By now we have all been inundated with reminders that we passed the fifth anniversary of 9/11. Americans cannot and should not forget the atrocious attacks on American soil — attacks that shocked and changed the world forever. Among those whose lives have been changed are travelers and the travel industry itself.
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Leading the discussion of 9/11 topics is the question of air travel safety, specifically whether air travelers are any safer now than they were before the 9/11 attacks. Various interests have capitalized on this question, bending the discussion to fit their own agendas. For example, with pivotal midterm elections coming up and Democrats looking to regain control of both the House and the Senate, leaders of that party march to a drumbeat that declares travel security to be worse than before the terrorist attacks. This notion is backed by plenty of newspaper columnists and television pundits all taking the low road.
One example is a six-page spread from the September issue of a major travel magazine which lambasted the state of airline security with a collection of flimsy anecdotes. The writer borrowed a page from Florida Rep. John Mica’s playbook, dissing everyone from President Bush to TSA chief Kip Hawley and from airline management to airport officials. I read this article as I flew safely from New York to Orange County, Calif., sitting in my customary seat (1B), staring at the very-secure cockpit door. With an air marshal seated three rows behind me, I felt as secure as a baby in his mother’s arms.
The best training I received when I studied for my doctorate in industrial organizational psychology was in the technique of scientific investigation — examining facts and supporting conclusions with factual evidence. Unfortunately, propaganda has led otherwise intelligent individuals to a false impression about the state of air travel — that and a lack of firsthand experience. Whenever someone launches a tirade about how horrible and inconvenient air travel is, I usually inquire how often they have traveled in the past year. The answer is generally “once” or “twice.” Conversely, those who travel frequently usually tell me air travel is not much of a problem and that they feel safe whenever they fly. Whom are you going to believe: the people with a handful of personal experiences, or people who fly all the time?
Are we safer five years later? You bet!
Yes, our intelligence and security systems still need work, but the facts are undisputable: Not one major U.S. airline has suffered a terrorist attack since 9/11.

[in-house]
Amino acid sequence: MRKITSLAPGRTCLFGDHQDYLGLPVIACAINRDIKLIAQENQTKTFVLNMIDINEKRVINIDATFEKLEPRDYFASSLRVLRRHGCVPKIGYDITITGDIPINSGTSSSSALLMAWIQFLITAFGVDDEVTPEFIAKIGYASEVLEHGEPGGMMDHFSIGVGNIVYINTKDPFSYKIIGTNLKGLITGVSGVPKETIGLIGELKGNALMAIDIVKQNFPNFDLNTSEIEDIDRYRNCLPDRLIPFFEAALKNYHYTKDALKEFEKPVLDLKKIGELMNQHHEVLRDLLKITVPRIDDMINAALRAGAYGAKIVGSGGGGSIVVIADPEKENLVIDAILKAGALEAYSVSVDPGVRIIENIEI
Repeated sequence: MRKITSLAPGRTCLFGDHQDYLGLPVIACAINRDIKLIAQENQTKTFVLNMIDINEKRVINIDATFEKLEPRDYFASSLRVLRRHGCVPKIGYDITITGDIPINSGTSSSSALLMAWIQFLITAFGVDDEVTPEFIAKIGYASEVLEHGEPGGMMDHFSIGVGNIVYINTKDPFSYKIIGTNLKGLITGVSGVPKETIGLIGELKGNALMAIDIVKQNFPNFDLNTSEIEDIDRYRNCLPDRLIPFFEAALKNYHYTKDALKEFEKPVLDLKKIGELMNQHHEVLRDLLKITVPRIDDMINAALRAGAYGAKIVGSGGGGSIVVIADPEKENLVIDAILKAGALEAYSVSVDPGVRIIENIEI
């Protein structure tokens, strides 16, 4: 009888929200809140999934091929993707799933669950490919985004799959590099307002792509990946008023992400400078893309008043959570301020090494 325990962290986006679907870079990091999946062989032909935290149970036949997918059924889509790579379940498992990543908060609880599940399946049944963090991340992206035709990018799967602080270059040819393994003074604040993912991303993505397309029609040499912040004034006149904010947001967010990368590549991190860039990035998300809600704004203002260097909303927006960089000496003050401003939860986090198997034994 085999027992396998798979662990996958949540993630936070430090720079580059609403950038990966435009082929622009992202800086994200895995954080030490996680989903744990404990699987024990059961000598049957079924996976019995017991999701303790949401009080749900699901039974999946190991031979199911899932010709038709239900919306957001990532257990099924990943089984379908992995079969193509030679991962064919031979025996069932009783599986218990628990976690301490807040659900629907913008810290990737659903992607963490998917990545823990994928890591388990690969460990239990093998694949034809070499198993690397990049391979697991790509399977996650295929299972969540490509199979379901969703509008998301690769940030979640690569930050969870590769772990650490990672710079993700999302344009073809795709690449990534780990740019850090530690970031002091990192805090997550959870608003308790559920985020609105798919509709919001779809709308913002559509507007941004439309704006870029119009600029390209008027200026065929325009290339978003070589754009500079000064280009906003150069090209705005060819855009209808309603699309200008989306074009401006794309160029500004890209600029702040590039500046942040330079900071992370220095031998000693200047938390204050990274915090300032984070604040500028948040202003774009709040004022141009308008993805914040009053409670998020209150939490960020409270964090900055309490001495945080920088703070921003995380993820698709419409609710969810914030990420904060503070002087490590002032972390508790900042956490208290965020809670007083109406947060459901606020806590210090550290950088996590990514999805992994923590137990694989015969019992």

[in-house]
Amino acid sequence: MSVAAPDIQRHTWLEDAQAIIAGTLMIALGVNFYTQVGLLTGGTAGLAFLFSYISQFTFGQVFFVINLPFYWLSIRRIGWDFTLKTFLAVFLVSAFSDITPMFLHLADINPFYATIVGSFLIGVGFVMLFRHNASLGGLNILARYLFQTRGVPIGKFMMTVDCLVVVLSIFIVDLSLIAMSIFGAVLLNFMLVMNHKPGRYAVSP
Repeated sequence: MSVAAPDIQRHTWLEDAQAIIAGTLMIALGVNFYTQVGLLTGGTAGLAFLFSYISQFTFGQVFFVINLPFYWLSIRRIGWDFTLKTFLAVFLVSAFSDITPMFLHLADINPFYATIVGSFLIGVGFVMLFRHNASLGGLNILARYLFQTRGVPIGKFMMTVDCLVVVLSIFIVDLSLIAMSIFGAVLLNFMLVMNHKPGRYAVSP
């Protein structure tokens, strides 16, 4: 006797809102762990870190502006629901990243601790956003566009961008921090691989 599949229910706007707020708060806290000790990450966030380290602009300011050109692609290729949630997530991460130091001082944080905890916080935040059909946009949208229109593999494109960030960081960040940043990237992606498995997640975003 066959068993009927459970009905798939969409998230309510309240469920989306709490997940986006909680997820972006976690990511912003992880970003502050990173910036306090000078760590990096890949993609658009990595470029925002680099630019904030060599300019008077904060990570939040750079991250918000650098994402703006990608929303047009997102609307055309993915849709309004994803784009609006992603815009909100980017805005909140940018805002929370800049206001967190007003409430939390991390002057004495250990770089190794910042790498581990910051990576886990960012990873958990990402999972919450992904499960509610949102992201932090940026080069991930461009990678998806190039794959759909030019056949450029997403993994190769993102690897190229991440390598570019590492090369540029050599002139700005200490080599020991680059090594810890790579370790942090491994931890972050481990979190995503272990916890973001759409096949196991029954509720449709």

Not much of a benchmark, you say? Well, look at the incidence of airline security breaches since 1930. (That was the year history recorded the first airplane hijacking, after revolutionaries took over a plane in Arequipa, Peru, in hopes of dropping political leaflets over the countryside.) There were three hijackings in 1948; 109 from 1968 to 1969 (mostly to Cuba); and 255 from 1970 to 1972, at the height of the hijacking phenomenon. The industry reported approximately 300 incidents between 1977 and 1986, and approximately 200 from 1987 to 1998, including the notorious bombing of Pam Am Flight 103 over Lockerbie, Scotland.
Yet today, airline hijackings are virtually unheard of. With the exception of the domestic bombing attacks in Russia, airliners have been untouched since the terrorist attacks five years ago. Attempts like Richard Reid’s shoe-bomb plot in December 2001 and the London plot discovered in August have all been foiled. Certainly this is no time to let our guard down or become complacent, but it is also no time to shrink back in fear.
Make no mistake. Travelers who don’t have much experience with the current state of air travel are prone to becoming pawns in a high-stakes game of politics. Politicians seeking reelection are using this cause to win votes, twisting and altering facts as skillful politicians can do. Before you jump on the “Woe are we!” bandwagon, look at the facts and understand that the evidence speaks otherwise.
Take it from this traveler, who has flown 190,000 miles so far this year: Each and every time I step on a plane, I have the fullest confidence in those working hard to secure the safety of my flight and yours.
Joel Widzer is an expert on loyalty and frequent flier programs. He is the author of "The Penny Pincher's Passport to Luxury Travel," a guidebook on traveling in high style at budget-friendly prices. E-mail him or visit his Web site.